They still wonder why they lived when so many others died. Each of them counts many small items of chance or volition—a step taken in time, a decision to go indoors, catching one streetcar instead of the next that spared him. And now each knows that in the act of survival he lived a dozen lives and saw more death than he ever thought he would see. At the time, none of them knew anything. (1.1)
In the opening paragraph, Hersey references the massive scale upon which the six subjects—and the residents of Hiroshima more generally, of course—experienced and had to confront death.
Of a hundred and fifty doctors in the city, sixty-five were already dead and most of the rest were wounded. Of 1,789 nurses, 1,654 were dead or too badly hurt to work. In the biggest hospital, that of the Red Cross, only six doctors out of thirty were able to function, and only ten nurses out of more than two hundred. (2.19)
In addition to providing detail about the losses the six subjects suffered, Hersey inserts some of the citywide statistics that really drive home the scale of the tragedy. Here, we get details about the impact on medical professionals.
When Mr. Tanimoto, with his basin still in his hand, reached the park, it was very crowded, and to distinguish the living from the dead was not easy, for most of the people lay still, with their eyes open. (2.47)
Mr. Tanimoto's memories of fetching water for the people in the park, unable to tell the living from the dead at times, is pretty grotesque and tragic.
Soon he found a good-sized pleasure punt drawn up on the bank, but in and around it was an awful tableau—five dead men, nearly naked, badly burned, who must have expired more or less all at once, for they were in attitudes which suggested that they had been working together to push the boat down into the river. Mr. Tanimoto lifted them away from the boat, and as he did so, he experienced such horror at disturbing the dead—preventing them, he momentarily felt, from launching their craft and going on their ghostly way—that he said out loud, "Please forgive me for taking this boat. I must use it for others, who are alive." (2.48)
Mr. Tanimoto managed to take time to pay his respects to the dead people whose boat he needed to poach to help the living escape from spreading fires.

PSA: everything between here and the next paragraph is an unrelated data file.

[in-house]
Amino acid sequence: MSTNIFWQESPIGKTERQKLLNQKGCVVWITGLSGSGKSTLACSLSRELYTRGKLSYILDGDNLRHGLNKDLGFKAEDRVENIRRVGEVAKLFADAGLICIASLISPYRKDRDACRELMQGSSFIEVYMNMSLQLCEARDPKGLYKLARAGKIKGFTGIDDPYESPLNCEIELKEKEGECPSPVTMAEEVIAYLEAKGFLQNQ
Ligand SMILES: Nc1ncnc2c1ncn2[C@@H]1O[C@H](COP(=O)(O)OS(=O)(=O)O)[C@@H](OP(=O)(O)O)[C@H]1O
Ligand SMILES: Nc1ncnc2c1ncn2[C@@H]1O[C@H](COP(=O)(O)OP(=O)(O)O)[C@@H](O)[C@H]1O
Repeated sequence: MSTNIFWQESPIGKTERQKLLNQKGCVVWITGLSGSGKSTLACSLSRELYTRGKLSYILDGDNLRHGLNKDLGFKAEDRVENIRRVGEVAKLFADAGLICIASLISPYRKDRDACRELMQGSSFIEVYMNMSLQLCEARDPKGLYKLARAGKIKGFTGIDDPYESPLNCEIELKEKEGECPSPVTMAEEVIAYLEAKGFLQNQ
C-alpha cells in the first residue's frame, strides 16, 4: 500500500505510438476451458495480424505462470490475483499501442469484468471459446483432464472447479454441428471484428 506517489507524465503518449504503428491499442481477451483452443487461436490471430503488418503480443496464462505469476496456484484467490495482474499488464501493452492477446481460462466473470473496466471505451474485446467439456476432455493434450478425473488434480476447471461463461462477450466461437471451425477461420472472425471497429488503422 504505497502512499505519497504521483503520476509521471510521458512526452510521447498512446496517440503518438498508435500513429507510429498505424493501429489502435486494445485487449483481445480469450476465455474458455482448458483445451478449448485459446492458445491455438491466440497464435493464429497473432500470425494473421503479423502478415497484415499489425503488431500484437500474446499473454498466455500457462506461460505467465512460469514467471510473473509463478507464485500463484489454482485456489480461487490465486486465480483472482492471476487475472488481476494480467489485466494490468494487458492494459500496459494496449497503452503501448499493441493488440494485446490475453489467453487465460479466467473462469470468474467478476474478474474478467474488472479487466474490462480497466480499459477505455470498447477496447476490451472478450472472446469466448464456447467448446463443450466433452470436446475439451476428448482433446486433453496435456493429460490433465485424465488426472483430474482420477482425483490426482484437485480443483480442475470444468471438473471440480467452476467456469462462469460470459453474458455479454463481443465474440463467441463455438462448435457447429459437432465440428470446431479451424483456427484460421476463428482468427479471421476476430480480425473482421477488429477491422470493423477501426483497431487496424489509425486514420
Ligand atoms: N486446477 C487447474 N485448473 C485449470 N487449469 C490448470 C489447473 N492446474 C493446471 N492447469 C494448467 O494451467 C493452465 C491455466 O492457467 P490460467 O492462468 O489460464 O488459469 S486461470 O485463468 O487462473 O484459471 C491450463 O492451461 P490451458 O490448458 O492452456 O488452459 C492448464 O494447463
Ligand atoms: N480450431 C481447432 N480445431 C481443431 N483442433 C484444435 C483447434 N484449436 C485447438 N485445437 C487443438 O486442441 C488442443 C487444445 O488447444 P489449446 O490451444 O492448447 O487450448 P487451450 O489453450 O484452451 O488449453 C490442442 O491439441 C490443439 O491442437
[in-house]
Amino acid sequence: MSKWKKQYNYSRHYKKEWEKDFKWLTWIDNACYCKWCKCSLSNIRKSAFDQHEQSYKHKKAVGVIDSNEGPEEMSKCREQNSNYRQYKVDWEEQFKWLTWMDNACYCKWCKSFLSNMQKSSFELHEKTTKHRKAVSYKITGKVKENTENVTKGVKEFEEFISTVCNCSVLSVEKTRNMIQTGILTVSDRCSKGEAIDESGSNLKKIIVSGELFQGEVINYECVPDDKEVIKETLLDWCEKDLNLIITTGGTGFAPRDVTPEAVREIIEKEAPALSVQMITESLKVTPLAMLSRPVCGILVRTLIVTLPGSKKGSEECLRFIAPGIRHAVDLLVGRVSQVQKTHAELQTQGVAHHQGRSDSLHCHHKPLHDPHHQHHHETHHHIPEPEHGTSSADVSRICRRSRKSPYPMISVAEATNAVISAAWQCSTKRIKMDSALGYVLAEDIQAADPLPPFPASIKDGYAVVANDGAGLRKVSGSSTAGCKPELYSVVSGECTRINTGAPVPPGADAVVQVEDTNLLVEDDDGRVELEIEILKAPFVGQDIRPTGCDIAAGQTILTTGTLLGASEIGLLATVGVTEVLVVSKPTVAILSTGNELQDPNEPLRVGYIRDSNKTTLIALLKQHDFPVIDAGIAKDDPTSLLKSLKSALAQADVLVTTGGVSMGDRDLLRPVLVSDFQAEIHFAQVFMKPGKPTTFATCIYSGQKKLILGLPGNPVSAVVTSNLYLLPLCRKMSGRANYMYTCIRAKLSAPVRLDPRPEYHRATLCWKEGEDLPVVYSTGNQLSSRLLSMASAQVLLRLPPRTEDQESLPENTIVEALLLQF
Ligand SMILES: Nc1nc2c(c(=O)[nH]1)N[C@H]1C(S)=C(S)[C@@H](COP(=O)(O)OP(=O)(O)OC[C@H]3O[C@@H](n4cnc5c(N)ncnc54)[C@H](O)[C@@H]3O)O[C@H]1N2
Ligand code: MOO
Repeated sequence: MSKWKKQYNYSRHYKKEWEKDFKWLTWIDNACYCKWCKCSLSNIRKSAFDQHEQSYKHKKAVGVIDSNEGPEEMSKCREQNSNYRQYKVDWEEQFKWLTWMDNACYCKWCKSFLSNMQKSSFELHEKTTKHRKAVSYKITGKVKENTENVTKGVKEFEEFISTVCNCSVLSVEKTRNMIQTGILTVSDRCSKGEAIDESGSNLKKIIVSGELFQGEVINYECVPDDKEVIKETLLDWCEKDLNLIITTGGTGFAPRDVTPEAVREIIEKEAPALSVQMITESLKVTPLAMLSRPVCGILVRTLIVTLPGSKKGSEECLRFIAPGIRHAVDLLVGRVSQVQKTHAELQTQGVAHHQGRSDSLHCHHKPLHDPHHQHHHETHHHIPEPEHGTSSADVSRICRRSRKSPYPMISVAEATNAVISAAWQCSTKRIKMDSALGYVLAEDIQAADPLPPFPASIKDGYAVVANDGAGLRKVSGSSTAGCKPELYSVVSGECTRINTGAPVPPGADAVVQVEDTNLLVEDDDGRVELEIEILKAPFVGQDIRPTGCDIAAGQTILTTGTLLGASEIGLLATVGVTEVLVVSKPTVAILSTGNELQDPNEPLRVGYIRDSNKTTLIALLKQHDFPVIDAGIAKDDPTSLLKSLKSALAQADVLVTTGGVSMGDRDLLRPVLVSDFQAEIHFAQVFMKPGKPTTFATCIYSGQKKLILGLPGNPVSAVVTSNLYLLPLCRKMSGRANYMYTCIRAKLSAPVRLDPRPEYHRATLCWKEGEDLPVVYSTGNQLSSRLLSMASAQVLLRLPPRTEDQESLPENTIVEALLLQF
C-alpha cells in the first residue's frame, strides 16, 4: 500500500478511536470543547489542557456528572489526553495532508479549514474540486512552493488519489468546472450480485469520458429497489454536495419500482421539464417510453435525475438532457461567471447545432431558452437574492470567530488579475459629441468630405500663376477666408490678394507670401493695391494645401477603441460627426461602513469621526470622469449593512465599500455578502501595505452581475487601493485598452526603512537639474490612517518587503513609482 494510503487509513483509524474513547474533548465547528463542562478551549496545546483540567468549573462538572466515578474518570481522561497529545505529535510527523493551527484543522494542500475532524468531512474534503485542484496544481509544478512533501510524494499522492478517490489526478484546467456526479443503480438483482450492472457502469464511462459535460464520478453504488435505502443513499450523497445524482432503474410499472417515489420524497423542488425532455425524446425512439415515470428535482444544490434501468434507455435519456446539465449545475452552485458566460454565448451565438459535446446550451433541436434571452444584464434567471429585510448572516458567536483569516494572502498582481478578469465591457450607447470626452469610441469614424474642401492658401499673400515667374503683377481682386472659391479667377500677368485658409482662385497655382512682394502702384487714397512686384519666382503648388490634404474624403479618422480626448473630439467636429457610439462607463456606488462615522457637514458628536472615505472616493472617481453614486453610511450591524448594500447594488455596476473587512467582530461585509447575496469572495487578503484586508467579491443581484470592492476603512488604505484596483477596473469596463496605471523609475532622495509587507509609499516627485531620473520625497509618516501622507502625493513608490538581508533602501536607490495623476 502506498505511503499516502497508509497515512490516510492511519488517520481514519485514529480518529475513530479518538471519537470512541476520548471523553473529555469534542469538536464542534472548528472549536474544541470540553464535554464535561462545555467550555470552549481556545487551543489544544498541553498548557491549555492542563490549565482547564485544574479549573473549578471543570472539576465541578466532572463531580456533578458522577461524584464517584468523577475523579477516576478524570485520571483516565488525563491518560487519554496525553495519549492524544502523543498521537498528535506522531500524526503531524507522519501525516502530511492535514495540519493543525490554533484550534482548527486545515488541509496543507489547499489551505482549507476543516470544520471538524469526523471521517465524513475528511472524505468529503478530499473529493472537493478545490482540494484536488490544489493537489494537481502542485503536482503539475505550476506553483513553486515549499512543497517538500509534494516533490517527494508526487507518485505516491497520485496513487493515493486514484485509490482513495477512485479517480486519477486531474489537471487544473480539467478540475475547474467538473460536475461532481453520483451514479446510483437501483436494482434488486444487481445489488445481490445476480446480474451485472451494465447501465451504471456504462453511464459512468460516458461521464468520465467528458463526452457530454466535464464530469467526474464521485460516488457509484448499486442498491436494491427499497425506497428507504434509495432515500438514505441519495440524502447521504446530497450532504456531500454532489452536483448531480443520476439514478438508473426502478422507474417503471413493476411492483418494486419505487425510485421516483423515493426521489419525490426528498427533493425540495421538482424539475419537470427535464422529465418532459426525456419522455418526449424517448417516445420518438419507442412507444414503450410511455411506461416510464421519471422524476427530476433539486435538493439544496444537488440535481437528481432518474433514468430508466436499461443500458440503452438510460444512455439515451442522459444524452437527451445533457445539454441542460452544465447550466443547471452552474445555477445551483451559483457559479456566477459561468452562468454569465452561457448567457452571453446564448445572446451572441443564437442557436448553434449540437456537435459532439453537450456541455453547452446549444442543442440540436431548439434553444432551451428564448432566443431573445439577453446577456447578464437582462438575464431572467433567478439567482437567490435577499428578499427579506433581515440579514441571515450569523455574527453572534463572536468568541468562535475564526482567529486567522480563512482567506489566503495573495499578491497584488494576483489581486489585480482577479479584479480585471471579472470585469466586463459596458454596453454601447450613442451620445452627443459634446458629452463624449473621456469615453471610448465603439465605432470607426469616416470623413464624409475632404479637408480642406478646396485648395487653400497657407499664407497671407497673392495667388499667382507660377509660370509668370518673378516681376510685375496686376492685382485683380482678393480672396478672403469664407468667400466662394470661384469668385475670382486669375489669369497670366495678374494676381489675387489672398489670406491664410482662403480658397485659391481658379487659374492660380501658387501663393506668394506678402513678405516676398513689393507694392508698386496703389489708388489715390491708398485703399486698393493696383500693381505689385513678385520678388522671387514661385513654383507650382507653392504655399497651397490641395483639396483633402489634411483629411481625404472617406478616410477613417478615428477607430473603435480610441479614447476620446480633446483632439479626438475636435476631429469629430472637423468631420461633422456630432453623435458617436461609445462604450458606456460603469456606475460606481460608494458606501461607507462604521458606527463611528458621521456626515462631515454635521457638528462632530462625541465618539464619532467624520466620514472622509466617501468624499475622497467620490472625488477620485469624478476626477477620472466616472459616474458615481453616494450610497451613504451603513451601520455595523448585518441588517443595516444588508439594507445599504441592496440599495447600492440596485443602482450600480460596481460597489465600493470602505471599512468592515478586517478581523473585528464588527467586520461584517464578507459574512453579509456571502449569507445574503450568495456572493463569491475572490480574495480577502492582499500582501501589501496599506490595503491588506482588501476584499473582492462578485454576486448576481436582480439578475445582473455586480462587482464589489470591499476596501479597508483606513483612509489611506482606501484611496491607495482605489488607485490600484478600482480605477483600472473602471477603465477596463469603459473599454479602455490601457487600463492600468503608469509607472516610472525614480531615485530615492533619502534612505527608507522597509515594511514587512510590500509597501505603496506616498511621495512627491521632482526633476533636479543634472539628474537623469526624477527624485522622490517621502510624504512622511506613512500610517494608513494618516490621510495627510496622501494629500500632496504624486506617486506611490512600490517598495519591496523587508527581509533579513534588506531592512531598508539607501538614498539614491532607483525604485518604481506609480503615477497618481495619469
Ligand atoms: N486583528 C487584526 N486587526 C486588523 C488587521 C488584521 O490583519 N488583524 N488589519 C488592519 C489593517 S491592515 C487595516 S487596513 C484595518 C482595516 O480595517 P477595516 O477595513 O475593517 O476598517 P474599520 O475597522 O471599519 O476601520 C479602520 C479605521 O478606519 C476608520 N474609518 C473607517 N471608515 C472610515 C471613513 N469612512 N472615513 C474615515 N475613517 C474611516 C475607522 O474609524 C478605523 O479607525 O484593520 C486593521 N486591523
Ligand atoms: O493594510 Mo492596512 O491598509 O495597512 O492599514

When Father Kleinsorge got back after fighting the fire, he found Father Schiffer still bleeding and terribly pale. Some Japanese stood around and stared at him, and Father Schiffer whispered, with a weak smile, "It is as if I were already dead." "Not yet," Father Kleinsorge said. (2.50)
Unsurprisingly, many of the injured—who were surrounded everywhere by the dead—felt like they were about to die themselves.
Dr. Kanda had seen his wife and daughter dead in the ruins of his hospital; he sat now with his head in his hands. "I can't do anything," he said. (2.50)
Although people were looking to Dr. Kanda to help out in treating the injured (since he was one of the few doctors in the area), he was so overcome with grief for his dead family members that he was unable to assist.
"He'll die. All these bomb people die—you'll see. They go along for a couple of weeks and then they die." (4.13).
Father Kleinsorge overheard his doctor saying this to someone else outside his room. He went on to prove the doc very wrong—go get 'em, Father K.
Late in February, 1946, a friend of Miss Sasaki's called on Father Kleinsorge and asked him to visit her in the hospital. She had been growing more and more depressed and morbid; she seemed little interested in living. Father Kleinsorge went to see her several times. On his first visit, he kept the conversation general, formal, and yet vaguely sympathetic, and did not mention religion. Miss Sasaki herself brought it up the second time he dropped in on her. Evidently she had had some talks with a Catholic. She asked bluntly, "If your God is so good and kind, how can he let people suffer like this?" She made a gesture which took in her shrunken leg, the other patients in her room, and Hiroshima as a whole. (4.26)
In the wake of her injuries and losing her family members in he blast, Miss Sasaki was pretty down on life and "morbid." However, Father Kleinsorge was apparently able to snap her out of it.
In referring to those who went through the Hiroshima and Nagasaki bombings, the Japanese tended to shy away from the term "survivors," because in its focus on being alive it might suggest some slight to the sacred dead. (5.4)
Hersey makes a couple of references to the Japanese culture's reverence for the dead, which here seems to have really shaped how people who survived the attack wanted to identify themselves or think about themselves as exceptional.
About a year after Nakamura-san retired, she was invited by an organization called the Bereaved Families' Association to take a train trip with about a hundred other war widows to visit the Yasukuni Shrine, in Tokyo. […] The shrine was considered by many Japanese to be a focus of a still smoldering Japanese militarism, but Nakamura-san, who had never seen her husband's ashes and had held on to a belief that he would return to her someday, was oblivious to all that. She found the visit baffling. […] It was impossible for her to summon up a sense of her dead husband's presence, and she returned home in an uneasy state of mind. (5.25)
Mrs. Nakamura seemed to find some of the political "uses" of the dead (and particularly those who died in the war) perplexing. Apparently, she wasn't able to connect reverence for the dead to the political anger or "still smoldering Japanese militarism" in the way some others did.